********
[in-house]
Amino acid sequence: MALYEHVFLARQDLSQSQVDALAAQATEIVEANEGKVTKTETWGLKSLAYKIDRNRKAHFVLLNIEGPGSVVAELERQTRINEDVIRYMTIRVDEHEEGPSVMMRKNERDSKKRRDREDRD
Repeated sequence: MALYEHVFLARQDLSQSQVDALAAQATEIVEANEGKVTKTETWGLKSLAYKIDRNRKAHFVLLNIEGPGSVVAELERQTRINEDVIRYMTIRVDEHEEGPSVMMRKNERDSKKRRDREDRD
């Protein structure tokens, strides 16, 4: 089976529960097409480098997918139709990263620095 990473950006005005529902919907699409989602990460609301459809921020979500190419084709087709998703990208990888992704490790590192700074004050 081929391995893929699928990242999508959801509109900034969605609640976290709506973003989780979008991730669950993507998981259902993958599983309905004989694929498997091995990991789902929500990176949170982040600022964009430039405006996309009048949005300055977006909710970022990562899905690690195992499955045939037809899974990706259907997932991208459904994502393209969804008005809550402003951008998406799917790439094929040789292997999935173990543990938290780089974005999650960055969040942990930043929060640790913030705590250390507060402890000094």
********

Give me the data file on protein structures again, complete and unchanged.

[in-house]
Amino acid sequence: MALYEHVFLARQDLSQSQVDALAAQATEIVEANEGKVTKTETWGLKSLAYKIDRNRKAHFVLLNIEGPGSVVAELERQTRINEDVIRYMTIRVDEHEEGPSVMMRKNERDSKKRRDREDRD
Repeated sequence: MALYEHVFLARQDLSQSQVDALAAQATEIVEANEGKVTKTETWGLKSLAYKIDRNRKAHFVLLNIEGPGSVVAELERQTRINEDVIRYMTIRVDEHEEGPSVMMRKNERDSKKRRDREDRD
């Protein structure tokens, strides 16, 4: 089976529960097409480098997918139709990263620095 990473950006005005529902919907699409989602990460609301459809921020979500190419084709087709998703990208990888992704490790590192700074004050 081929391995893929699928990242999508959801509109900034969605609640976290709506973003989780979008991730669950993507998981259902993958599983309905004989694929498997091995990991789902929500990176949170982040600022964009430039405006996309009048949005300055977006909710970022990562899905690690195992499955045939037809899974990706259907997932991208459904994502393209969804008005809550402003951008998406799917790439094929040789292997999935173990543990938290780089974005999650960055969040942990930043929060640790913030705590250390507060402890000094």